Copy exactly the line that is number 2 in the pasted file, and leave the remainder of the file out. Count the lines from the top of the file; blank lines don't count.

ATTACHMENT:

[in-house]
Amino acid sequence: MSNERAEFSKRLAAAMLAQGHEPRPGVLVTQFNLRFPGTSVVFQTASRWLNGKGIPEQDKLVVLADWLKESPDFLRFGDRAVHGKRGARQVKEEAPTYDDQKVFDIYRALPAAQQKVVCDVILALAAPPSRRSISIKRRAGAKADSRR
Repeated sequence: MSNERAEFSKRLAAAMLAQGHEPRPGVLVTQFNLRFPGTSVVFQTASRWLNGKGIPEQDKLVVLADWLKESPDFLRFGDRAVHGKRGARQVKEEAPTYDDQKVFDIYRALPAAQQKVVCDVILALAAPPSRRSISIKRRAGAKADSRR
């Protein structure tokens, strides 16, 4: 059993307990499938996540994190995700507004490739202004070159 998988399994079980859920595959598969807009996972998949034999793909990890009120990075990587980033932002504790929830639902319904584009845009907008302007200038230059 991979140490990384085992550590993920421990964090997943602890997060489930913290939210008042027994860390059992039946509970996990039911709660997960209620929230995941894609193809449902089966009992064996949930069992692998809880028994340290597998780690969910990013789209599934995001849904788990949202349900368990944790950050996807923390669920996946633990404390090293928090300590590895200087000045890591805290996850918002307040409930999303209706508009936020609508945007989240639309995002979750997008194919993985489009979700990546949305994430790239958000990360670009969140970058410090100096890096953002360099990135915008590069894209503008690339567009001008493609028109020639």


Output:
Amino acid sequence: MSNERAEFSKRLAAAMLAQGHEPRPGVLVTQFNLRFPGTSVVFQTASRWLNGKGIPEQDKLVVLADWLKESPDFLRFGDRAVHGKRGARQVKEEAPTYDDQKVFDIYRALPAAQQKVVCDVILALAAPPSRRSISIKRRAGAKADSRR